3 to 4 tbsp granulated sugar
for the lemon pastry cream:
4 large egg yolks
1 cup whole milk
1/2 cup lemon juice
1/2 cup granulated sugar
3 tbsp cornstarch
1 tbsp finely grated lemon zest
1/4 tsp table salt
1/2 oz. (1 tbsp) butter
1 tsp pure vanilla extract
for the meringue:
8 large egg whites, at room temperature
1/2 tsp cream of tartar
1 oz (1/4 cup) confectioners’ sugar
- Make the raspberry sauce first – you can simmer it while you make the lemon pastry cream and meringue. Combine the raspberries, lemon juice, corn starch, and sugar into a saucepan. Bring to a simmer over low heat and cook, stirring occasionally, until thickened. The original recipe called for it to cook for only 1-2 minutes; I cooked mine down for 20 or so. Either way, it’ll turn out well.
- Get the ramekins ready! Preheat the oven to 375°F. Butter the inside of eight 6oz ramekins (or six slightly bigger ones). Coat the insides with sugar, knocking out any excess.
- Make the pastry cream. Whisk together the egg yolks, milk, lemon juice, sugar, cornstarch, lemon zest, and salt in a saucepan. Over medium heat, whisk until the mixture starts bubbling. This should take about 5 minutes – don’t worry if it’s still lumpy. Continue simmering and whisking until the mixture is smooth and thick, about 2 more minutes. Remove from heat and whisk in butter and vanilla until smooth. Take your saucepan and place it in a larger bowl full of ice water, and whisk often until the mixture is cooled to room temperature.
- Begin making the meringue while the pasty cream is cooling. In a large bowl, beat the egg whites with a hand mixer (or in a stand mixer) on high speed until foamy. This should take 30-45 seconds. Add the cream of tartar while mixing, and continue beating until the bubbles become smaller and the whites start to form soft peaks, which should happen after another 30-60 seconds. With the beater still running, start adding the confectioners sugar 1 tbsp at a time and continue beating until the egg whites start forming glossy, pointed, stiff peaks when you remove the beater. This should take an additional 30 seconds or so. After this, if your egg whites still aren’t forming stiff peaks, finish whisking by hand to avoid over-beating. Stir the pastry cream with a silicone spatula to loosen it, then stir in a third of the meringue until combined. Gently fold in another third of the meringue by starting at the edge of the bowl and slowly bringing the spatula up through the middle of the pastry cream and then back to the edge of the bowl, rotating the bowl and repeating this motion until the meringue is mostly incorporated. It’s okay if there are a few white streaks at this point. Add the remaining meringue and fold until just combined, leaving no white streaks visible.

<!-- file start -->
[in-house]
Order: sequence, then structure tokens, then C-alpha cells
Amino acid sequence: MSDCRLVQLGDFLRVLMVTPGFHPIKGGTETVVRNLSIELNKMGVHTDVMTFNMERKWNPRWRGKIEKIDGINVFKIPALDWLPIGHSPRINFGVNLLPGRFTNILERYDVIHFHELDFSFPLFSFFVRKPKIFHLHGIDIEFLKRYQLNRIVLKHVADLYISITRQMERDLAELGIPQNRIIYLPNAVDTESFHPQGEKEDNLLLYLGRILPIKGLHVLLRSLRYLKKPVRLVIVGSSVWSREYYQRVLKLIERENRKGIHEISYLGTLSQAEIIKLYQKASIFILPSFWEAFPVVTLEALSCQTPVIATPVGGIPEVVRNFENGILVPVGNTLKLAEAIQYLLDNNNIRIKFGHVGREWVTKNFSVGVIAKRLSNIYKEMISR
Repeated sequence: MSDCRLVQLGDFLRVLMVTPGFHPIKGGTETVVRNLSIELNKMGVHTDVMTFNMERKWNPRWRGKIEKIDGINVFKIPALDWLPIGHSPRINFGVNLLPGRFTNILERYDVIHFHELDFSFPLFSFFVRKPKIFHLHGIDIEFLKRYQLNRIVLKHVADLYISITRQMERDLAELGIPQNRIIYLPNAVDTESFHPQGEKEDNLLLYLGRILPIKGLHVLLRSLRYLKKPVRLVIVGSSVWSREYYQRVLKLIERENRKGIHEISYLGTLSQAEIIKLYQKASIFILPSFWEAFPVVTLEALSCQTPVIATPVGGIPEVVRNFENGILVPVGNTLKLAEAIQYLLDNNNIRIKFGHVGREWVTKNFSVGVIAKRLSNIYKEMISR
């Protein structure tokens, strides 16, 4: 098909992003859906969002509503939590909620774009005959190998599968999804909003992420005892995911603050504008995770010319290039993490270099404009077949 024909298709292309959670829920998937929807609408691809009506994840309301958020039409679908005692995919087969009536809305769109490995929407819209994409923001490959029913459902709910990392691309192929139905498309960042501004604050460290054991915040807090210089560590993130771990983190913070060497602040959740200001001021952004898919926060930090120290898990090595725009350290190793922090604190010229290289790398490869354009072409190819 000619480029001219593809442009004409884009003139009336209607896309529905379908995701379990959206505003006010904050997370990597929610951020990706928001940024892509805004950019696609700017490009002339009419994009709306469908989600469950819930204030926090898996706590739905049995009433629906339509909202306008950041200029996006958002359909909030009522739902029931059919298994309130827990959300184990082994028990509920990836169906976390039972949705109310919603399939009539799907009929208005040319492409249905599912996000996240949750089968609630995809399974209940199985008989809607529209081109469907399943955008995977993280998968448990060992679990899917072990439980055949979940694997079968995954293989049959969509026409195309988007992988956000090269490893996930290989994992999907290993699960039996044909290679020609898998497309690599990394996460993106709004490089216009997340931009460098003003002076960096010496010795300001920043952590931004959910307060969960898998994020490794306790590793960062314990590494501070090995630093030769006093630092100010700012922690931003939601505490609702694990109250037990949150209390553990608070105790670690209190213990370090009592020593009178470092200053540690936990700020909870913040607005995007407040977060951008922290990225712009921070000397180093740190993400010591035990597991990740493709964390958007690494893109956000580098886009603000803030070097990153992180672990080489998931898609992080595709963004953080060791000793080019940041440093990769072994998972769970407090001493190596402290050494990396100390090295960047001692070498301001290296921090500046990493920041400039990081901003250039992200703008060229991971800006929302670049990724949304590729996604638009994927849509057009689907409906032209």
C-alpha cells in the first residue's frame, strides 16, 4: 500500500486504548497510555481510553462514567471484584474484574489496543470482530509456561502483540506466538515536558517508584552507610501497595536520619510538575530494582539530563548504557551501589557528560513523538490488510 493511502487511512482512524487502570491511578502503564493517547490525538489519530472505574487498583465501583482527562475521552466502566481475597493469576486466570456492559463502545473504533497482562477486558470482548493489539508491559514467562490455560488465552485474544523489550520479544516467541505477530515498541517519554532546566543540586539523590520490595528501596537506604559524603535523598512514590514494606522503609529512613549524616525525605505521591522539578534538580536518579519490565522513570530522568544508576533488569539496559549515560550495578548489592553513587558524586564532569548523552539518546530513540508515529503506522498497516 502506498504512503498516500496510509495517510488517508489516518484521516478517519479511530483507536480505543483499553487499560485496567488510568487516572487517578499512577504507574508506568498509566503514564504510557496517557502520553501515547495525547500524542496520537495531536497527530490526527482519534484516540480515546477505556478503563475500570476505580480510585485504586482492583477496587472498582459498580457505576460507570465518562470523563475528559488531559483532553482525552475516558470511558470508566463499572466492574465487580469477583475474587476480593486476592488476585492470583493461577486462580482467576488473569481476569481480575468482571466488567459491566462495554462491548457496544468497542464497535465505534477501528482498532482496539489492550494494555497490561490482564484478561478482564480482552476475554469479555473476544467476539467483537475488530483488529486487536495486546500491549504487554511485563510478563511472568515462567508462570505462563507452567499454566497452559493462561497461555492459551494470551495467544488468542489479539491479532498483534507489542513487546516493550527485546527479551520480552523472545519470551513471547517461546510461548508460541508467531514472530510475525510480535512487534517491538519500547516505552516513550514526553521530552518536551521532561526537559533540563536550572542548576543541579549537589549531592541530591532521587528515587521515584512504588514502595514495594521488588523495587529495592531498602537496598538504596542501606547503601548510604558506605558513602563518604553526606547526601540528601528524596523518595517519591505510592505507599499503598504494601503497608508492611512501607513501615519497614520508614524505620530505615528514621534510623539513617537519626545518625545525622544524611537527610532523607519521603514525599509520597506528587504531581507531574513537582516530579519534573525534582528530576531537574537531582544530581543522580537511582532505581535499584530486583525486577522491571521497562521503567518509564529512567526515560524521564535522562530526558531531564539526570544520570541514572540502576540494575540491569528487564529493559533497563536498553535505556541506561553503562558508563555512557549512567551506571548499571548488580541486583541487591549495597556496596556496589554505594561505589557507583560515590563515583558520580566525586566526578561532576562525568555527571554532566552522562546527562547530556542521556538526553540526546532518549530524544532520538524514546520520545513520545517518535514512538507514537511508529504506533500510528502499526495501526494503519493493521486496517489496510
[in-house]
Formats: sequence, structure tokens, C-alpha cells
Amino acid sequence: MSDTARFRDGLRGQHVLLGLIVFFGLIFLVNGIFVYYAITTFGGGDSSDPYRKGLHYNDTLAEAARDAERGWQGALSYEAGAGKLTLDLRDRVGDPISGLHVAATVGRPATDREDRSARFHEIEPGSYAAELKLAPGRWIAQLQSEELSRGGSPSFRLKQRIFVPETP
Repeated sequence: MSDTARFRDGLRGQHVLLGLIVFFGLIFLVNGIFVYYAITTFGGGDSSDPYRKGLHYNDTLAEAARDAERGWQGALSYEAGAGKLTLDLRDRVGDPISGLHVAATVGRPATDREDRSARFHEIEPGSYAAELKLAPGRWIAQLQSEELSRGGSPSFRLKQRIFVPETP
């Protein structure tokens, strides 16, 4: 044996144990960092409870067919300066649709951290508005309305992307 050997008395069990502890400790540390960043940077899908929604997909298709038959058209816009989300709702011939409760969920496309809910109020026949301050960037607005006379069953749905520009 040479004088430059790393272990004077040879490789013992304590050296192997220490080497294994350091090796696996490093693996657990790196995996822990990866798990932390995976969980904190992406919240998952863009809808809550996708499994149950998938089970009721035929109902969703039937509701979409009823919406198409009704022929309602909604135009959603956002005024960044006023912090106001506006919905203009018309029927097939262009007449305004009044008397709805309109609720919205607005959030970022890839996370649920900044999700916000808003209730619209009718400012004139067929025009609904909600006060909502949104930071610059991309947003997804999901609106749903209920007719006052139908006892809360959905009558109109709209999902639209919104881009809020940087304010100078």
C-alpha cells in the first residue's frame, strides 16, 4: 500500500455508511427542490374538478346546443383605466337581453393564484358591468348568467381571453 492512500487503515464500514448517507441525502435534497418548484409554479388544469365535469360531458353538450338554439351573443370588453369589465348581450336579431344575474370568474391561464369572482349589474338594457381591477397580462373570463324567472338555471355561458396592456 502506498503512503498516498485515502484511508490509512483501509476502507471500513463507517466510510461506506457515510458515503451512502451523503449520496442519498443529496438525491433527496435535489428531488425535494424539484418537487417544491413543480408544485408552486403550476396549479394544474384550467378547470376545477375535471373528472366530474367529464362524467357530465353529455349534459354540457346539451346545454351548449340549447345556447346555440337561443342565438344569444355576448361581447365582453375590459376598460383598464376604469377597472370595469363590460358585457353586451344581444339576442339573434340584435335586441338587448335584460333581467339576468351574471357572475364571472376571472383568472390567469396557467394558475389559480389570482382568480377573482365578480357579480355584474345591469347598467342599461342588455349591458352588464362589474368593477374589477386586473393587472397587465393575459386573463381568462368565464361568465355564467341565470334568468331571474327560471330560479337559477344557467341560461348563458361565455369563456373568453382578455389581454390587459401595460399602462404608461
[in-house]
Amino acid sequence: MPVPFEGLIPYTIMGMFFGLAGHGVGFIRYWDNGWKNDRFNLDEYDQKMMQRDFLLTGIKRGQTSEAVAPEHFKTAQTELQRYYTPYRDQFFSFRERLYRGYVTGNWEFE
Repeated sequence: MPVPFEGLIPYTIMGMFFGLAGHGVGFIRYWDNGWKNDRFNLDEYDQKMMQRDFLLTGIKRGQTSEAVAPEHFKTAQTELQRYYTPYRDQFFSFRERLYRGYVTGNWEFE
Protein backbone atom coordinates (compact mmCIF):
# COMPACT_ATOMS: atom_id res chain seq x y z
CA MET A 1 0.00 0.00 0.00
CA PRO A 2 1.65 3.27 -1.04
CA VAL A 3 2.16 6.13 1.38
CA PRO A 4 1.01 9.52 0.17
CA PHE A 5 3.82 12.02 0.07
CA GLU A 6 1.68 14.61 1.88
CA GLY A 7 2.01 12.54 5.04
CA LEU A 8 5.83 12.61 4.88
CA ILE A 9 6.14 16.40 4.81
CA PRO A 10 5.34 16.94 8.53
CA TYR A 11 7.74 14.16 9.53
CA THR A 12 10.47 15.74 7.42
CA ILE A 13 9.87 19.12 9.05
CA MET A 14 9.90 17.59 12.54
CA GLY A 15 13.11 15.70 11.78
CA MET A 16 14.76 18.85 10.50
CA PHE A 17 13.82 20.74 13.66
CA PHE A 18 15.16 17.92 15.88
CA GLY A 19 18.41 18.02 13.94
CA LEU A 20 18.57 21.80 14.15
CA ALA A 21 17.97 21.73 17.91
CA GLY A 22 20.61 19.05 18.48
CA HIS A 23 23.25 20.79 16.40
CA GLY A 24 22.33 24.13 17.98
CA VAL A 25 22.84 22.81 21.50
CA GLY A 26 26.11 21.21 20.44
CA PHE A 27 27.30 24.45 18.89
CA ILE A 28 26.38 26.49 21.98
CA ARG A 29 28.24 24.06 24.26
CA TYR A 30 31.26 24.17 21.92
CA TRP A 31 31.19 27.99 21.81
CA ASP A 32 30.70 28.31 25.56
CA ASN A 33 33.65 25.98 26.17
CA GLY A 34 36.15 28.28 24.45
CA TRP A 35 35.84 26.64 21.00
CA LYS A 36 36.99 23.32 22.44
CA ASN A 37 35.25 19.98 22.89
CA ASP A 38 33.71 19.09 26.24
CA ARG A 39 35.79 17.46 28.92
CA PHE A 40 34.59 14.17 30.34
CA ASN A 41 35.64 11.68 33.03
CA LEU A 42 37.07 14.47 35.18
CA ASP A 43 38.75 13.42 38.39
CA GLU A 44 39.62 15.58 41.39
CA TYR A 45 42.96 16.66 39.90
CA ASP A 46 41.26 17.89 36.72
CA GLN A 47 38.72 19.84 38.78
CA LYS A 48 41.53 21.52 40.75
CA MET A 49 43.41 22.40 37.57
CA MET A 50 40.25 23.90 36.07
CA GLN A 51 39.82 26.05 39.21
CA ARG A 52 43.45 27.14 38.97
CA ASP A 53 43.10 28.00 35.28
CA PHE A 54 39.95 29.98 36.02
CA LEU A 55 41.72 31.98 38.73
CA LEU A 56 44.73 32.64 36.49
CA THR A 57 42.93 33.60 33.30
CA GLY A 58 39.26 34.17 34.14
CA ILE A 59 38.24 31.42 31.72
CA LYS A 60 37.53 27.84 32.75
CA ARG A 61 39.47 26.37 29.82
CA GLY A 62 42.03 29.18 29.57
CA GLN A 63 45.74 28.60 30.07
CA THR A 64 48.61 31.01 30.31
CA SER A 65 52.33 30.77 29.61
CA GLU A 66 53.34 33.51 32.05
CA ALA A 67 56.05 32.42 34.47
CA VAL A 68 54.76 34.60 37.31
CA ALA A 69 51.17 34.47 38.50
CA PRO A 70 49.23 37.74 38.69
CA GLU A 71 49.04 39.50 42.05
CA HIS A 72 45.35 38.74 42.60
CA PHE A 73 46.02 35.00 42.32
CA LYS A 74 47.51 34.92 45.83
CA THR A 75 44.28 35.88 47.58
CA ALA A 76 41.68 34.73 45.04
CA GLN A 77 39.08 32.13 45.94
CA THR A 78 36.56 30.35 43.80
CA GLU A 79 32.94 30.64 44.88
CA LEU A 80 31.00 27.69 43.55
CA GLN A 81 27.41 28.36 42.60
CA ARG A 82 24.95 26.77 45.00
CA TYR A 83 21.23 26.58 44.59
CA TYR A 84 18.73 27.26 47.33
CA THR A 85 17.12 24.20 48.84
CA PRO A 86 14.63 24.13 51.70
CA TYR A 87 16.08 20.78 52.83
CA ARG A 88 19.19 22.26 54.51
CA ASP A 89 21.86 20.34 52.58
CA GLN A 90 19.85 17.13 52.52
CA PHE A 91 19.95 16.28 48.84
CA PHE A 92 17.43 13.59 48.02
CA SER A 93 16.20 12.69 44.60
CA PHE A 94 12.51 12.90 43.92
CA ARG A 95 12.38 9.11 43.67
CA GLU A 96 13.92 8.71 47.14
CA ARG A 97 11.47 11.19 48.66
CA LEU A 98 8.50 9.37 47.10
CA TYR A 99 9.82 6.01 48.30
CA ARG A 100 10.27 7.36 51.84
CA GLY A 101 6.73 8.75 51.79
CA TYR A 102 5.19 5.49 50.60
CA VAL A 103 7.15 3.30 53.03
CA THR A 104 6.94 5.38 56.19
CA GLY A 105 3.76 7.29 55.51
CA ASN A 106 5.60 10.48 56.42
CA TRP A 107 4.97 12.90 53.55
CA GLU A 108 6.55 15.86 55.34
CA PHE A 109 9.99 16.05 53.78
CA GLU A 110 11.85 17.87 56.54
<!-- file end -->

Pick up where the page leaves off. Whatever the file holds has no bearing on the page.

- Assemble soufflés. Divide the soufflé mixture evenly among the prepared ramekins. Put the ramekins on a large rimmed baking sheet and bake for about 20 minutes, until a skewer inserted in the center of a soufflé comes out with just the tip still wet. Serve immediately with the sauce.